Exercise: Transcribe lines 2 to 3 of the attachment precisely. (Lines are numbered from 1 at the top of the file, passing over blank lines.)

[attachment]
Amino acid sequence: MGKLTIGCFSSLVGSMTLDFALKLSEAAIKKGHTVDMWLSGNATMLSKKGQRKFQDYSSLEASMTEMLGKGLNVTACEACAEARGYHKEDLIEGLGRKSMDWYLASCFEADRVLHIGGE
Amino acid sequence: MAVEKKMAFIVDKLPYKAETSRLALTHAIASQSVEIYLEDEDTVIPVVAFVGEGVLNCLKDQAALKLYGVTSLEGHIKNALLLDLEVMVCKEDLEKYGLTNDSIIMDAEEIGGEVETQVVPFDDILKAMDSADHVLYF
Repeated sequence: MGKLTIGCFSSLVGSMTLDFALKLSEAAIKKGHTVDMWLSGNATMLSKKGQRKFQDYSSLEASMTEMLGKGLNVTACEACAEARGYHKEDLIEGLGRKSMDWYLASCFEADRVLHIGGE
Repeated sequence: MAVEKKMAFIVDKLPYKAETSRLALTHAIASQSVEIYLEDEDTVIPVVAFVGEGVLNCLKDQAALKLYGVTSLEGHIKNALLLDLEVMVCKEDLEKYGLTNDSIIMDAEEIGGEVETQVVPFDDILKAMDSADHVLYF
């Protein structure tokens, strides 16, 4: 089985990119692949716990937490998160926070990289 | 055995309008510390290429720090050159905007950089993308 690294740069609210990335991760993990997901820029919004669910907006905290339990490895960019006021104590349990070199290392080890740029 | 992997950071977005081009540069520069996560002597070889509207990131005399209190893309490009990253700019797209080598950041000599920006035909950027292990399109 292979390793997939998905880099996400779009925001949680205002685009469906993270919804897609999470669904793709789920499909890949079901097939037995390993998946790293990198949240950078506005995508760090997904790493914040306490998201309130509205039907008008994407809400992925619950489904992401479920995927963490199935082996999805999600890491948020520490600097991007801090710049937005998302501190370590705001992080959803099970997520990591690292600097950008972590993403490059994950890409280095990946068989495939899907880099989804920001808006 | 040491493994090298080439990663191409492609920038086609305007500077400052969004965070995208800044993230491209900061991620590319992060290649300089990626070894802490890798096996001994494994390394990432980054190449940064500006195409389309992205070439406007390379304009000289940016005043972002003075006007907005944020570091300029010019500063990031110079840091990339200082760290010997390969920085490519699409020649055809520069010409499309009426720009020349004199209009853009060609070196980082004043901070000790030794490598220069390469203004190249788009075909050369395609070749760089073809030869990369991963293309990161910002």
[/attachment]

Amino acid sequence: MAVEKKMAFIVDKLPYKAETSRLALTHAIASQSVEIYLEDEDTVIPVVAFVGEGVLNCLKDQAALKLYGVTSLEGHIKNALLLDLEVMVCKEDLEKYGLTNDSIIMDAEEIGGEVETQVVPFDDILKAMDSADHVLYF
Repeated sequence: MGKLTIGCFSSLVGSMTLDFALKLSEAAIKKGHTVDMWLSGNATMLSKKGQRKFQDYSSLEASMTEMLGKGLNVTACEACAEARGYHKEDLIEGLGRKSMDWYLASCFEADRVLHIGGE